Monday, July 28, 2014

The Missionary - One Week Left

Dear Family and Friends,

To quote someone I met this week, "The story I am about to tell you is real."

Let's begin by saying that the events that occurred this week have been a sound and tender testimony to me that God is invested in his work, and more importantly and specifically, in his children.

I'm going to tell you the tale of three different people: Neang, Bom, and Faa.

Brother Neang is a tall and lanky fellow, about 40 years old, and when we moved in, he had just quit drinking. We taught him every day since we arrived and he would memorize the things we'd teach him and relate them off to us to ensure he remembered, seeing as his drinking and smoking had been a habit for over 30 years now, he works hard to retain information.

He announced that he would be quitting smoking in Elder's Quorum with a tender testimony. He quit that very day. Over a course of a week longer until his baptism, his radiance meekness and love for the members poured over. He memorized evemryone's names, and between his 4 teeth and sloppy accent, each hello and name was always said with such sincerity until everyone loved and supported him in his effort to be baptized.

He has been someone who has wanted baptism more than anything else in the world. His passing of his interview ended in a jumping jacks victory, his baptism held so sacred, his testimony as if from Nephi's own account.... a record of his birth onward: 'my mother and I sold bananas on the street corner and we were very poor....' for quite a long time until Elder Wilson texts me from the back, "How long can he go for?"
Anyway, his baptism ended in a beautiful "If you could hie to kolob" arrangement on the violin from Sis Jackson and Elder Wilson on the piano.
As I came up to greet him and give him my congratulations, I was shocked and overwhelmed to see him in absolute tears, holding his hands up in a "wai". Brother Mac had his arm around him while he was so tenderly taken by the spirit.

I have never seen a person so grateful in my entire life.
Seeing him in this way made countless members begin to cry until all present that day were convinced that nobody would forget the 'value' of being baptized. Because one unassuming lanky man showed us exactly what it should mean for us.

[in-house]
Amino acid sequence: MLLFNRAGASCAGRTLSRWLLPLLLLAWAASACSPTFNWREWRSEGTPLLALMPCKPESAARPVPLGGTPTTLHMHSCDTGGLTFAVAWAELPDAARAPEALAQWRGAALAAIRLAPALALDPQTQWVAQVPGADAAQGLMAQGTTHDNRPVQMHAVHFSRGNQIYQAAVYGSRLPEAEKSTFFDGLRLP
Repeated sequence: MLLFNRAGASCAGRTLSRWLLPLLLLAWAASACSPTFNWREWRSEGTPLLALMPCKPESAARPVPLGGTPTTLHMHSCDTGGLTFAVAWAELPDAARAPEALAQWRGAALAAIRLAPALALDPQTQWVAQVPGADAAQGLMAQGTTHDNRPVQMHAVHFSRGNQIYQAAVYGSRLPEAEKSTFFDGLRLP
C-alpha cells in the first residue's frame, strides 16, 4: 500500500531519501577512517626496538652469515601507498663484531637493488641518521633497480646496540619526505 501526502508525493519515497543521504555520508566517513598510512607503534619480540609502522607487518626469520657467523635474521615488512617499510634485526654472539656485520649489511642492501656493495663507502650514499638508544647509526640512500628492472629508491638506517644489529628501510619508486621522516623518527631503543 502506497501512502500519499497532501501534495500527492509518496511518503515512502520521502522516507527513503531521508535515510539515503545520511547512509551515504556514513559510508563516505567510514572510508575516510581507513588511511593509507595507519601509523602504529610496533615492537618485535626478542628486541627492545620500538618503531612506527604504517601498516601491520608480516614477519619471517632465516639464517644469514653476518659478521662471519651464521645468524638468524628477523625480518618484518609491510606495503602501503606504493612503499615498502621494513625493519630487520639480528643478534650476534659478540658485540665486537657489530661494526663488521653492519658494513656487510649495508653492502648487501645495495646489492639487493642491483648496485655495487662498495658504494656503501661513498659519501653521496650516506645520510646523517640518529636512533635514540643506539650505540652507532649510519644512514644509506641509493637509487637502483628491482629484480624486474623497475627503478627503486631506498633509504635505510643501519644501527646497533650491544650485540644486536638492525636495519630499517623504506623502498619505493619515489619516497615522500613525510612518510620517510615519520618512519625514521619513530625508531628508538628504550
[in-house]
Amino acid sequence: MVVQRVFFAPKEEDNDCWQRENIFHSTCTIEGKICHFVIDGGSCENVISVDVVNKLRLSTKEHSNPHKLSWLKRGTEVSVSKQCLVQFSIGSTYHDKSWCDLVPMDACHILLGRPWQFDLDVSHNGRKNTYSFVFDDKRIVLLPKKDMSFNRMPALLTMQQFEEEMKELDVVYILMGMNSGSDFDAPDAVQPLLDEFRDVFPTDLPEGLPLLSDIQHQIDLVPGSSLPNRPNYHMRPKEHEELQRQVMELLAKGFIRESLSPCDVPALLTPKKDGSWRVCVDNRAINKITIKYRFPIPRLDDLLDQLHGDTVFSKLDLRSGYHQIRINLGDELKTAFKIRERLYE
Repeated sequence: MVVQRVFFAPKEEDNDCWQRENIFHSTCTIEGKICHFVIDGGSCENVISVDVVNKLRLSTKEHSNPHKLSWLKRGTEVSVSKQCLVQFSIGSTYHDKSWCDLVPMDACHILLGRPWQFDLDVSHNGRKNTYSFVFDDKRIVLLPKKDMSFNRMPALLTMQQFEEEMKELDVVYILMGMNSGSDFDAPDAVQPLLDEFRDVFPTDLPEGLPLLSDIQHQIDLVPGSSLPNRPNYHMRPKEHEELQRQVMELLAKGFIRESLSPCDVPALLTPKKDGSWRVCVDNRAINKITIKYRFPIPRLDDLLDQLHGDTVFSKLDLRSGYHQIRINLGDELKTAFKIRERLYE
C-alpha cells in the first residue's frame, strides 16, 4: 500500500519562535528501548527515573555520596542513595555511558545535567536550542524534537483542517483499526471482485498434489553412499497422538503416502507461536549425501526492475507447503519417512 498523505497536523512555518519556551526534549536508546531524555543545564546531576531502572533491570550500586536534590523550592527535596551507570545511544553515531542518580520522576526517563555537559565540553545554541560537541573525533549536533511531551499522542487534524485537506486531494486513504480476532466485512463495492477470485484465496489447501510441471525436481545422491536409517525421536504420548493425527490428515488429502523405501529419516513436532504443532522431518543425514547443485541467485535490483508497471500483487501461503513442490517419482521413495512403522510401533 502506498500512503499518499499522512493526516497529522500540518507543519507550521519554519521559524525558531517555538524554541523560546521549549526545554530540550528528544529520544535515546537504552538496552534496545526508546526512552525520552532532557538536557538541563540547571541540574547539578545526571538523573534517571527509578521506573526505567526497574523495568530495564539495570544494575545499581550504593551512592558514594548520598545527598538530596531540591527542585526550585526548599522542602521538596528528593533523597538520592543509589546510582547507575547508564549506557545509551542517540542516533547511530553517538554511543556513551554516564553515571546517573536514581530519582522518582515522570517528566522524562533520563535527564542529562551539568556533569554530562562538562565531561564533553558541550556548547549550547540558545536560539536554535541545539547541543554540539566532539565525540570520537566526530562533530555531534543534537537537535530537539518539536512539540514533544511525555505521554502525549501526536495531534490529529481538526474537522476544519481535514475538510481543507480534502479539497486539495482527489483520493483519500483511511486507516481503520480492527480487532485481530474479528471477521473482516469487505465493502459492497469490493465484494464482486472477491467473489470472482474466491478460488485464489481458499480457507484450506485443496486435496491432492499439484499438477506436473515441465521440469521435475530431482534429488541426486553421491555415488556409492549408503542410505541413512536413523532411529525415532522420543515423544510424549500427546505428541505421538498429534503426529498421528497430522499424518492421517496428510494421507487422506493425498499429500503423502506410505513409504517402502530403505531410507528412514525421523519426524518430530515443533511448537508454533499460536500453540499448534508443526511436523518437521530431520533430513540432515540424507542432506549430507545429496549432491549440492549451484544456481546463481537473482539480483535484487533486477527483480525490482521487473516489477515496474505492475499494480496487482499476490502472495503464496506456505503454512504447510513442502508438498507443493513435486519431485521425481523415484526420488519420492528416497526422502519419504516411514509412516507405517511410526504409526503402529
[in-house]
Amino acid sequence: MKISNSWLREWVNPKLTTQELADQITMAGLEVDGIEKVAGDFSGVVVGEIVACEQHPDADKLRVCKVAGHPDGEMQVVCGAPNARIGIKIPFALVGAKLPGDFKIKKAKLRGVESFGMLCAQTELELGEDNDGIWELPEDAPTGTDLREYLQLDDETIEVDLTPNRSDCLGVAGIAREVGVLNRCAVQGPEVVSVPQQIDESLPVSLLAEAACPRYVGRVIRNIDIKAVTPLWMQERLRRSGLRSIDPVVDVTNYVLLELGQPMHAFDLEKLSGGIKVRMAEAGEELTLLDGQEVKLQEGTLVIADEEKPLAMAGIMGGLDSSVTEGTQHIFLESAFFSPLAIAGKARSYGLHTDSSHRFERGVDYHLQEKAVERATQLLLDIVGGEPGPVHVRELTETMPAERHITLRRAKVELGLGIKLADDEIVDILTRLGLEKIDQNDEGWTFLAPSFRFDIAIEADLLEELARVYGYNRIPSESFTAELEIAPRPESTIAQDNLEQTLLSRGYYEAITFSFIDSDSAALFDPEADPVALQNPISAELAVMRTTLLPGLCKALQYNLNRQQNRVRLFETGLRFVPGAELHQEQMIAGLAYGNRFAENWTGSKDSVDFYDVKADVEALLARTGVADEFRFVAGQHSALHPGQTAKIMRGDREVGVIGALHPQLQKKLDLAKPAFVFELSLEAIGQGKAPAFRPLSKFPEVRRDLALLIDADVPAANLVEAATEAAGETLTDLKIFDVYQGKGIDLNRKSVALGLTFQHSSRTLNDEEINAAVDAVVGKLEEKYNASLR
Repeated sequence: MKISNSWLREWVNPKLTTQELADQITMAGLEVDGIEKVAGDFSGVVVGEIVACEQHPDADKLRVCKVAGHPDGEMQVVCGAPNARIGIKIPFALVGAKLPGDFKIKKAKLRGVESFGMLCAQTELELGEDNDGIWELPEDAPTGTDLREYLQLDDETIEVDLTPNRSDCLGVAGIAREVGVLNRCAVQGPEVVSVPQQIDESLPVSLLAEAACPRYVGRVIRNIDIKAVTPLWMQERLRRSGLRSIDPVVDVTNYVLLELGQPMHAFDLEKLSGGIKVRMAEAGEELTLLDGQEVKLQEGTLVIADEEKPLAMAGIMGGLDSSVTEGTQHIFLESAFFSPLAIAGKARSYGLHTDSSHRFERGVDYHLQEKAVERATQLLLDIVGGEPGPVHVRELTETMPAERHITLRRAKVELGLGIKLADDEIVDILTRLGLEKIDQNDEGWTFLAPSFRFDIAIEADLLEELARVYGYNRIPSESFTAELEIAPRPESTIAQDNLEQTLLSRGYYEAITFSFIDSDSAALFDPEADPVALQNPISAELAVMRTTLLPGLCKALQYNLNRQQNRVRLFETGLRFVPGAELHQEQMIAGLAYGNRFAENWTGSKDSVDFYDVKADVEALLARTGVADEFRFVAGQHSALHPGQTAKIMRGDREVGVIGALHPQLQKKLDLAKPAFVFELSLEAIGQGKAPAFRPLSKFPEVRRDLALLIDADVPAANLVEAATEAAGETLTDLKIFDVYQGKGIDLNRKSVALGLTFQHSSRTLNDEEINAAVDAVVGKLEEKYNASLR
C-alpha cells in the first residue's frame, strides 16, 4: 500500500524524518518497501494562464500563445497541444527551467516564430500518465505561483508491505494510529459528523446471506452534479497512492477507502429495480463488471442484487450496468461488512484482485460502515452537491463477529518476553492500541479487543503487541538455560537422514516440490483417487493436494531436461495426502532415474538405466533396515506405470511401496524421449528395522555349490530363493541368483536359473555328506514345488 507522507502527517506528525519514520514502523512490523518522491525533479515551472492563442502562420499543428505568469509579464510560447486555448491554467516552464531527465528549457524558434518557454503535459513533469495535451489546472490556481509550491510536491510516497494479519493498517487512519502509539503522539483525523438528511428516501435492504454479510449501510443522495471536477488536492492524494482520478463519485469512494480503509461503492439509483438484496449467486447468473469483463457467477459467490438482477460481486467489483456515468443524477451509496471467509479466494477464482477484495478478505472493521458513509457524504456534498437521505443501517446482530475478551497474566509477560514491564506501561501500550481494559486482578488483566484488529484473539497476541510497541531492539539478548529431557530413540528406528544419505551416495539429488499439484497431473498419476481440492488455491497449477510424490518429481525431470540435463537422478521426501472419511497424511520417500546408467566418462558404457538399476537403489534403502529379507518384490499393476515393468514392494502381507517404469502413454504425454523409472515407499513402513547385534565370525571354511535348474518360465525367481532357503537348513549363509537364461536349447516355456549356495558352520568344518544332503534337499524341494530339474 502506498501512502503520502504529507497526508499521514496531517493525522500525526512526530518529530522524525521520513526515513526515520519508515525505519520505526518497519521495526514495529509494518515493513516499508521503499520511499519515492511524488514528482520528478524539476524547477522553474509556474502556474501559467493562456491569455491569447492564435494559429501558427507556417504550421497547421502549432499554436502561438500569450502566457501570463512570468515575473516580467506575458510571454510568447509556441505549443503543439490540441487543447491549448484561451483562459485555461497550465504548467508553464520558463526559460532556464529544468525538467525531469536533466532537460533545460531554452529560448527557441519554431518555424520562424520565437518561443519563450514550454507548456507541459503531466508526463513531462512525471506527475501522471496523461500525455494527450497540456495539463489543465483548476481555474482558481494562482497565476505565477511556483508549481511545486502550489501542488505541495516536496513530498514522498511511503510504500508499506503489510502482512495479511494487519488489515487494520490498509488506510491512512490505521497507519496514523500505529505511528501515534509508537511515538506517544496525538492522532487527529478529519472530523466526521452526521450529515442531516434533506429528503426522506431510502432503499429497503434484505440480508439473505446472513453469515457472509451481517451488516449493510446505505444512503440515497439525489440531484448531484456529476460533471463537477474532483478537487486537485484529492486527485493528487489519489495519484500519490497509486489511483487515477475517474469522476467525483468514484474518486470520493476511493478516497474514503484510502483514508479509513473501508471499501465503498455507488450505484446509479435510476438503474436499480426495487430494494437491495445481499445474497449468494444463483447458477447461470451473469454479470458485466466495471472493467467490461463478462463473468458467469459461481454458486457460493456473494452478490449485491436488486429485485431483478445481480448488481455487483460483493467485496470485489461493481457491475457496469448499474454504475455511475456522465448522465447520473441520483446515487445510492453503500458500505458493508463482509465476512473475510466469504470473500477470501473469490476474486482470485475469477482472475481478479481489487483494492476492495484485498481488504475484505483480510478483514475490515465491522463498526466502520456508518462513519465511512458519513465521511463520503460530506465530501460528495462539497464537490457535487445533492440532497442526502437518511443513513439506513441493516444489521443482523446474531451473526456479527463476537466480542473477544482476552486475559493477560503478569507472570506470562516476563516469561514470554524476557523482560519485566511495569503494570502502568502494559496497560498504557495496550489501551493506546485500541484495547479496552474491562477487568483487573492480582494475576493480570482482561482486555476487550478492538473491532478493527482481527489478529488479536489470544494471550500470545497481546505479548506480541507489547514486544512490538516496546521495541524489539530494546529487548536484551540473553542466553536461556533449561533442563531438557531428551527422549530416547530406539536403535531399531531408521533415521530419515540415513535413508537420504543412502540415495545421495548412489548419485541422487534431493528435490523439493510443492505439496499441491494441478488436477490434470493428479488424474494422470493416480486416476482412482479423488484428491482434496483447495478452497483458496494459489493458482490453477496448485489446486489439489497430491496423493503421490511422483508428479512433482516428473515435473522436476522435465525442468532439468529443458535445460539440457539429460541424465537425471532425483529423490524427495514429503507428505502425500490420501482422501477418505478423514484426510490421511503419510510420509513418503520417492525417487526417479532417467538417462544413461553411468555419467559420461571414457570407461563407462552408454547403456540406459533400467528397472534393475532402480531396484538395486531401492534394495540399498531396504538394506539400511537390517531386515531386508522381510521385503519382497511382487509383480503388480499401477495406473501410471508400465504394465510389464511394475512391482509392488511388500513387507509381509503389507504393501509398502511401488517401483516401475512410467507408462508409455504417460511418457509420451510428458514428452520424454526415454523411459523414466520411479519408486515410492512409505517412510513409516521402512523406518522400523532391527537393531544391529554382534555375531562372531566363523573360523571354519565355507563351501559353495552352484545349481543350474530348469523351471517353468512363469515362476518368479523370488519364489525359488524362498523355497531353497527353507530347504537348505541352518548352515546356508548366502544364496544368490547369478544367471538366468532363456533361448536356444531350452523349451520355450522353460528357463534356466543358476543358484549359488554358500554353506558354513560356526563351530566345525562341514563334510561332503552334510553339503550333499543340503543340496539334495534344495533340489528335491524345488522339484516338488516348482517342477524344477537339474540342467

The next man is that 23 year old nurse I had told you about.

We spent the last week teaching him everything. And I mean everything. He was ready for everything. All the way through temples and missionary work. Let me just say-- teaching those things before baptism give people vision. I am so grateful the First Presidency has us teach that now. When they understand the temple and the whole picture, the Plan of Salvation becomes an "on earth" reality to prepare for that Celestial reward. We're teaching people to prepare to live in heaven, essentially.

Bom was that radiating light on the street. This sunday he will be a radiating white on the stand.
There are people out there that have been prepared for missionaries.
With that said, the last story I wish to tell is about the person who said the quote from the very beginning of this email. Her name is Faa.

On Saturday Sis Jackson and I found ourselves lost. Not necessarily lost on a map, but lost on where we should go. As we'd move and change places, we just had no feelings whatsoever, just that our minds were fogged over and where we were wasn't the right place. . .. at every place we went.

The day became frustrating as we finally decided that we'd just head back to the church for our lesson at 4pm. We traveled back and all through this walk I'm thinking back to two days before when an old man member outside the church who I've just barely seen for the first time over-zealously tells us how we should be inviting people. He said, "Just tell them exactly who you are! That God sent you to find them and that he loves them. Tell them that."